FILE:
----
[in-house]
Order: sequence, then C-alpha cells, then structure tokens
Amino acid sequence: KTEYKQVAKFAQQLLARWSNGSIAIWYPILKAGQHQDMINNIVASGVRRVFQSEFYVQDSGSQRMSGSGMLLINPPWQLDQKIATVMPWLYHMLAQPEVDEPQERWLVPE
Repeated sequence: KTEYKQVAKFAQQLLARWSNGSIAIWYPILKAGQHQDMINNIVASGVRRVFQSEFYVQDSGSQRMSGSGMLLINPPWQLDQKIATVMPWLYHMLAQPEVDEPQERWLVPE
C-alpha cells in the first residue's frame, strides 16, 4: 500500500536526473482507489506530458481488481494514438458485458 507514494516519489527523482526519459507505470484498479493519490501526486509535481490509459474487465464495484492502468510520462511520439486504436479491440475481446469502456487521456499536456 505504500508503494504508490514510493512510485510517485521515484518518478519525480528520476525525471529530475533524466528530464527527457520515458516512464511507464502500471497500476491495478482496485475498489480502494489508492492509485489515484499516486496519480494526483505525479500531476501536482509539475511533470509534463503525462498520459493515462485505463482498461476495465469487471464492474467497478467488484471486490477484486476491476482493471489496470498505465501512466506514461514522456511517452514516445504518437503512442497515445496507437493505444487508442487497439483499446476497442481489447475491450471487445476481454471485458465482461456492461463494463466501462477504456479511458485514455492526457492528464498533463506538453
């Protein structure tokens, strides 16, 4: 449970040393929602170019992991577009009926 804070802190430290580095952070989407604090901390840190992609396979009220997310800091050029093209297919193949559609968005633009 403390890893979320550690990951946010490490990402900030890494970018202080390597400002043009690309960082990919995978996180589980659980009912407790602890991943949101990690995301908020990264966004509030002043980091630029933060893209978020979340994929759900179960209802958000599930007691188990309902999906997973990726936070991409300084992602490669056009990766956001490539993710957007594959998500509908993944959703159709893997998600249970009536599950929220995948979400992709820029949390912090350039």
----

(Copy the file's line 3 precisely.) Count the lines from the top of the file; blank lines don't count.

Amino acid sequence: KTEYKQVAKFAQQLLARWSNGSIAIWYPILKAGQHQDMINNIVASGVRRVFQSEFYVQDSGSQRMSGSGMLLINPPWQLDQKIATVMPWLYHMLAQPEVDEPQERWLVPE